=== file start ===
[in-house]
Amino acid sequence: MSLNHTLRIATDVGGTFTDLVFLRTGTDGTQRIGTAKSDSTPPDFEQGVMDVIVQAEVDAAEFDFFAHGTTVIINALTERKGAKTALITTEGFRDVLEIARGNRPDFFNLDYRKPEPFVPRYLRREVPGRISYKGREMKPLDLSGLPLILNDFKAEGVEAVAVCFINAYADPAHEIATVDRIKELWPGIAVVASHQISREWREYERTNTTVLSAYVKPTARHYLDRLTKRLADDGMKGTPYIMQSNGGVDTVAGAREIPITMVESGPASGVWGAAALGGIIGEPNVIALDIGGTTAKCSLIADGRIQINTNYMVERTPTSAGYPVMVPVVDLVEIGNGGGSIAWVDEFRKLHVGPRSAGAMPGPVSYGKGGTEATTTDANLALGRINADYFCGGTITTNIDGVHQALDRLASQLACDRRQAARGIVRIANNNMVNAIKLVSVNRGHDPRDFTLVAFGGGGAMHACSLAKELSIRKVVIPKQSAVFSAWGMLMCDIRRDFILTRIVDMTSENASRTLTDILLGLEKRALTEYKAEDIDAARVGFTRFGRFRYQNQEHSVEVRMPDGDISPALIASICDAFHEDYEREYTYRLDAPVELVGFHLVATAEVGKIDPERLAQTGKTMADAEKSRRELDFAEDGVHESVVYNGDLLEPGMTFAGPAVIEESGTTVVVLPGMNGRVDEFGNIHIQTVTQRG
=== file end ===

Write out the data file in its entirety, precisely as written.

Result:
[in-house]
Amino acid sequence: MSLNHTLRIATDVGGTFTDLVFLRTGTDGTQRIGTAKSDSTPPDFEQGVMDVIVQAEVDAAEFDFFAHGTTVIINALTERKGAKTALITTEGFRDVLEIARGNRPDFFNLDYRKPEPFVPRYLRREVPGRISYKGREMKPLDLSGLPLILNDFKAEGVEAVAVCFINAYADPAHEIATVDRIKELWPGIAVVASHQISREWREYERTNTTVLSAYVKPTARHYLDRLTKRLADDGMKGTPYIMQSNGGVDTVAGAREIPITMVESGPASGVWGAAALGGIIGEPNVIALDIGGTTAKCSLIADGRIQINTNYMVERTPTSAGYPVMVPVVDLVEIGNGGGSIAWVDEFRKLHVGPRSAGAMPGPVSYGKGGTEATTTDANLALGRINADYFCGGTITTNIDGVHQALDRLASQLACDRRQAARGIVRIANNNMVNAIKLVSVNRGHDPRDFTLVAFGGGGAMHACSLAKELSIRKVVIPKQSAVFSAWGMLMCDIRRDFILTRIVDMTSENASRTLTDILLGLEKRALTEYKAEDIDAARVGFTRFGRFRYQNQEHSVEVRMPDGDISPALIASICDAFHEDYEREYTYRLDAPVELVGFHLVATAEVGKIDPERLAQTGKTMADAEKSRRELDFAEDGVHESVVYNGDLLEPGMTFAGPAVIEESGTTVVVLPGMNGRVDEFGNIHIQTVTQRG